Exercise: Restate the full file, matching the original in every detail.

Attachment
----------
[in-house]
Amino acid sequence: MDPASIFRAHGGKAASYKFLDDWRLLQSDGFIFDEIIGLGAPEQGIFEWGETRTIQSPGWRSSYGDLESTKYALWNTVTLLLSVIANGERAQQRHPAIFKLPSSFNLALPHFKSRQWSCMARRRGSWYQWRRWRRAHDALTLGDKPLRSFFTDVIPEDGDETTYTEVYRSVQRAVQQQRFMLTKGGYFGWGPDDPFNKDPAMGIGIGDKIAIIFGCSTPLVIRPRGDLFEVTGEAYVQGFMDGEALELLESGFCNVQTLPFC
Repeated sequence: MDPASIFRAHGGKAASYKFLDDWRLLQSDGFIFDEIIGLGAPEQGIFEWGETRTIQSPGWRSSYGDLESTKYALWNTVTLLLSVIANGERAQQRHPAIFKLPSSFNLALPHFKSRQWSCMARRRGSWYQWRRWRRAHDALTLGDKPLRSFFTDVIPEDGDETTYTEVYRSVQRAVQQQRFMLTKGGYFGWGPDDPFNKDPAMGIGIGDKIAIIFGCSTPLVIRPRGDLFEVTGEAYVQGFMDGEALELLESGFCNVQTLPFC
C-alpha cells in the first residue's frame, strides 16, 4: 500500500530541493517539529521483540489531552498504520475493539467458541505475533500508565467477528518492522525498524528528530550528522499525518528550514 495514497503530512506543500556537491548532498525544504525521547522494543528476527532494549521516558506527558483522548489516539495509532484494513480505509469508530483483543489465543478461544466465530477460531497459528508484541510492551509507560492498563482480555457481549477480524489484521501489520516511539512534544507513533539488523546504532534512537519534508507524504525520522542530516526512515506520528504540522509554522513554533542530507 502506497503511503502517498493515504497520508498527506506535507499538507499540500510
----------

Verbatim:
[in-house]
Amino acid sequence: MDPASIFRAHGGKAASYKFLDDWRLLQSDGFIFDEIIGLGAPEQGIFEWGETRTIQSPGWRSSYGDLESTKYALWNTVTLLLSVIANGERAQQRHPAIFKLPSSFNLALPHFKSRQWSCMARRRGSWYQWRRWRRAHDALTLGDKPLRSFFTDVIPEDGDETTYTEVYRSVQRAVQQQRFMLTKGGYFGWGPDDPFNKDPAMGIGIGDKIAIIFGCSTPLVIRPRGDLFEVTGEAYVQGFMDGEALELLESGFCNVQTLPFC
Repeated sequence: MDPASIFRAHGGKAASYKFLDDWRLLQSDGFIFDEIIGLGAPEQGIFEWGETRTIQSPGWRSSYGDLESTKYALWNTVTLLLSVIANGERAQQRHPAIFKLPSSFNLALPHFKSRQWSCMARRRGSWYQWRRWRRAHDALTLGDKPLRSFFTDVIPEDGDETTYTEVYRSVQRAVQQQRFMLTKGGYFGWGPDDPFNKDPAMGIGIGDKIAIIFGCSTPLVIRPRGDLFEVTGEAYVQGFMDGEALELLESGFCNVQTLPFC
C-alpha cells in the first residue's frame, strides 16, 4: 500500500530541493517539529521483540489531552498504520475493539467458541505475533500508565467477528518492522525498524528528530550528522499525518528550514 495514497503530512506543500556537491548532498525544504525521547522494543528476527532494549521516558506527558483522548489516539495509532484494513480505509469508530483483543489465543478461544466465530477460531497459528508484541510492551509507560492498563482480555457481549477480524489484521501489520516511539512534544507513533539488523546504532534512537519534508507524504525520522542530516526512515506520528504540522509554522513554533542530507 502506497503511503502517498493515504497520508498527506506535507499538507499540500510